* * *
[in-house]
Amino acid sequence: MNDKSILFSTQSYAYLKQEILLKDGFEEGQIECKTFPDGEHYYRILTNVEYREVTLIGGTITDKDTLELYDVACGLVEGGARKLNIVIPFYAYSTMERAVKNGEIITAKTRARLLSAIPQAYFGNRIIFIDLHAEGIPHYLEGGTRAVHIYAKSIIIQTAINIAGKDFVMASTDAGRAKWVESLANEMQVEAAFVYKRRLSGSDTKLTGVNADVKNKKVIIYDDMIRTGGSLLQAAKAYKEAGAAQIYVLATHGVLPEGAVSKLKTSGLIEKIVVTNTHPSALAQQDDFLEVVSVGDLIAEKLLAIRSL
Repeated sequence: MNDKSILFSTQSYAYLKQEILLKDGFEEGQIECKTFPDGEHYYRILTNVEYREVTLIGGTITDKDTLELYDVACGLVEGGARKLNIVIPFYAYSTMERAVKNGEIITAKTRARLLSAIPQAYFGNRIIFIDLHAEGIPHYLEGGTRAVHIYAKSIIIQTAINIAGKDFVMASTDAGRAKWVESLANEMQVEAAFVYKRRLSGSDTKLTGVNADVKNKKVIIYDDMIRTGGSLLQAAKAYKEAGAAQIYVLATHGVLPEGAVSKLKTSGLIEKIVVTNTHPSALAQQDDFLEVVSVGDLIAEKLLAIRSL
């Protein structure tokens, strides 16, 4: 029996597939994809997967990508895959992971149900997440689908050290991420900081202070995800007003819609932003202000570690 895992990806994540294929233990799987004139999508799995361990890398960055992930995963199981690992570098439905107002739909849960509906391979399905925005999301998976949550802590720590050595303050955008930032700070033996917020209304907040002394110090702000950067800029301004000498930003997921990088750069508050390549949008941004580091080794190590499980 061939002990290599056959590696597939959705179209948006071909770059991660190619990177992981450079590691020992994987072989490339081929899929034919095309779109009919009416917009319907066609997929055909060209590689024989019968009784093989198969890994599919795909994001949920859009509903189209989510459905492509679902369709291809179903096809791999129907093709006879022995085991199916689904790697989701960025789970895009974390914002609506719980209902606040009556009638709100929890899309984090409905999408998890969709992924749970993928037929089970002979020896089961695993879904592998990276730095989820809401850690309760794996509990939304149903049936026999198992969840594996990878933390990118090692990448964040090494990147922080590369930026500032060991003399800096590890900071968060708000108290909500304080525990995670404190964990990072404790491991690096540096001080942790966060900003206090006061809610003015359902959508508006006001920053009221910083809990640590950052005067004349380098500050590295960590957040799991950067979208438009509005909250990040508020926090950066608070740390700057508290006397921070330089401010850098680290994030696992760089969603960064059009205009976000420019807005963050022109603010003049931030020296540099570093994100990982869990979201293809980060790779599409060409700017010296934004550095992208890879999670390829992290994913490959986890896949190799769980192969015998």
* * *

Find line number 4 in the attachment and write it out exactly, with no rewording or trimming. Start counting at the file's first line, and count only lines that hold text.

């Protein structure tokens, strides 16, 4: 029996597939994809997967990508895959992971149900997440689908050290991420900081202070995800007003819609932003202000570690 895992990806994540294929233990799987004139999508799995361990890398960055992930995963199981690992570098439905107002739909849960509906391979399905925005999301998976949550802590720590050595303050955008930032700070033996917020209304907040002394110090702000950067800029301004000498930003997921990088750069508050390549949008941004580091080794190590499980 061939002990290599056959590696597939959705179209948006071909770059991660190619990177992981450079590691020992994987072989490339081929899929034919095309779109009919009416917009319907066609997929055909060209590689024989019968009784093989198969890994599919795909994001949920859009509903189209989510459905492509679902369709291809179903096809791999129907093709006879022995085991199916689904790697989701960025789970895009974390914002609506719980209902606040009556009638709100929890899309984090409905999408998890969709992924749970993928037929089970002979020896089961695993879904592998990276730095989820809401850690309760794996509990939304149903049936026999198992969840594996990878933390990118090692990448964040090494990147922080590369930026500032060991003399800096590890900071968060708000108290909500304080525990995670404190964990990072404790491991690096540096001080942790966060900003206090006061809610003015359902959508508006006001920053009221910083809990640590950052005067004349380098500050590295960590957040799991950067979208438009509005909250990040508020926090950066608070740390700057508290006397921070330089401010850098680290994030696992760089969603960064059009205009976000420019807005963050022109603010003049931030020296540099570093994100990982869990979201293809980060790779599409060409700017010296934004550095992208890879999670390829992290994913490959986890896949190799769980192969015998």